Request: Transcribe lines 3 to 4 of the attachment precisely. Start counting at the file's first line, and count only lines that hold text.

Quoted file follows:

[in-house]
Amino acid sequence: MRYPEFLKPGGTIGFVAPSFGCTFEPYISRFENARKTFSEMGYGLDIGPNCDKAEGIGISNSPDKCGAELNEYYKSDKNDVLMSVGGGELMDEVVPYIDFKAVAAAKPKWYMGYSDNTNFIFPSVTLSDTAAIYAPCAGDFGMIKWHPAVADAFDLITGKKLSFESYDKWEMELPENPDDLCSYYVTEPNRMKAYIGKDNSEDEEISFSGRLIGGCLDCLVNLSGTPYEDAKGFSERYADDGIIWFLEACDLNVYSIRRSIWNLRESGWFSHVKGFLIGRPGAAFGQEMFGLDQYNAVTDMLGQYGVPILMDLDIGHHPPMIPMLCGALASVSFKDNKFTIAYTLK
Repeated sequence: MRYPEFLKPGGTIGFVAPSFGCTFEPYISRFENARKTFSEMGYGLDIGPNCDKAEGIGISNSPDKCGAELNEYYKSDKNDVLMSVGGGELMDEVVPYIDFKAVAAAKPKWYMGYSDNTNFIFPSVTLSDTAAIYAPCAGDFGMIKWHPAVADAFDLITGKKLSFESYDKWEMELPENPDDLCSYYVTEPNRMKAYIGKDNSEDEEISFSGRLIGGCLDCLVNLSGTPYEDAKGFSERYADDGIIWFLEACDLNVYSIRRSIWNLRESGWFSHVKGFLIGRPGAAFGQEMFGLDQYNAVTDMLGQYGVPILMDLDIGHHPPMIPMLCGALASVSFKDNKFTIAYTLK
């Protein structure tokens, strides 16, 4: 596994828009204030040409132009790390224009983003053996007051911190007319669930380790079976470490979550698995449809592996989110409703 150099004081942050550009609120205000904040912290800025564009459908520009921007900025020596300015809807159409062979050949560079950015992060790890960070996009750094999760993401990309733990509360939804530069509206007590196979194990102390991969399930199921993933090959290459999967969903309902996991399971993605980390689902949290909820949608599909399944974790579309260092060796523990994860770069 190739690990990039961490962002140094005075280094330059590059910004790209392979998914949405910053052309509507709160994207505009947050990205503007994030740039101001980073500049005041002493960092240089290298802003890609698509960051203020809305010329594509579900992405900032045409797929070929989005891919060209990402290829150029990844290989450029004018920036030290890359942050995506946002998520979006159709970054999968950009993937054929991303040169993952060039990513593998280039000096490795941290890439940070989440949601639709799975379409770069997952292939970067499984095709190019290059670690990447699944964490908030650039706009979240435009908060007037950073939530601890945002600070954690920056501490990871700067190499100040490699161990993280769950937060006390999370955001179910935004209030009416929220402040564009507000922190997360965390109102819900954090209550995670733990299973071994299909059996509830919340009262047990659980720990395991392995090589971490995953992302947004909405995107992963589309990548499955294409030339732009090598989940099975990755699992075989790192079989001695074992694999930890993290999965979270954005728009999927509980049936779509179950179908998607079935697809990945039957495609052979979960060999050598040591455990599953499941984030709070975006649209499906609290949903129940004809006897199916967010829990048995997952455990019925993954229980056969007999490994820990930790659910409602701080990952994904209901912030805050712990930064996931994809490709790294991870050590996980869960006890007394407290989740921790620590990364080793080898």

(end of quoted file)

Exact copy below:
Repeated sequence: MRYPEFLKPGGTIGFVAPSFGCTFEPYISRFENARKTFSEMGYGLDIGPNCDKAEGIGISNSPDKCGAELNEYYKSDKNDVLMSVGGGELMDEVVPYIDFKAVAAAKPKWYMGYSDNTNFIFPSVTLSDTAAIYAPCAGDFGMIKWHPAVADAFDLITGKKLSFESYDKWEMELPENPDDLCSYYVTEPNRMKAYIGKDNSEDEEISFSGRLIGGCLDCLVNLSGTPYEDAKGFSERYADDGIIWFLEACDLNVYSIRRSIWNLRESGWFSHVKGFLIGRPGAAFGQEMFGLDQYNAVTDMLGQYGVPILMDLDIGHHPPMIPMLCGALASVSFKDNKFTIAYTLK
């Protein structure tokens, strides 16, 4: 596994828009204030040409132009790390224009983003053996007051911190007319669930380790079976470490979550698995449809592996989110409703 150099004081942050550009609120205000904040912290800025564009459908520009921007900025020596300015809807159409062979050949560079950015992060790890960070996009750094999760993401990309733990509360939804530069509206007590196979194990102390991969399930199921993933090959290459999967969903309902996991399971993605980390689902949290909820949608599909399944974790579309260092060796523990994860770069 190739690990990039961490962002140094005075280094330059590059910004790209392979998914949405910053052309509507709160994207505009947050990205503007994030740039101001980073500049005041002493960092240089290298802003890609698509960051203020809305010329594509579900992405900032045409797929070929989005891919060209990402290829150029990844290989450029004018920036030290890359942050995506946002998520979006159709970054999968950009993937054929991303040169993952060039990513593998280039000096490795941290890439940070989440949601639709799975379409770069997952292939970067499984095709190019290059670690990447699944964490908030650039706009979240435009908060007037950073939530601890945002600070954690920056501490990871700067190499100040490699161990993280769950937060006390999370955001179910935004209030009416929220402040564009507000922190997360965390109102819900954090209550995670733990299973071994299909059996509830919340009262047990659980720990395991392995090589971490995953992302947004909405995107992963589309990548499955294409030339732009090598989940099975990755699992075989790192079989001695074992694999930890993290999965979270954005728009999927509980049936779509179950179908998607079935697809990945039957495609052979979960060999050598040591455990599953499941984030709070975006649209499906609290949903129940004809006897199916967010829990048995997952455990019925993954229980056969007999490994820990930790659910409602701080990952994904209901912030805050712990930064996931994809490709790294991870050590996980869960006890007394407290989740921790620590990364080793080898």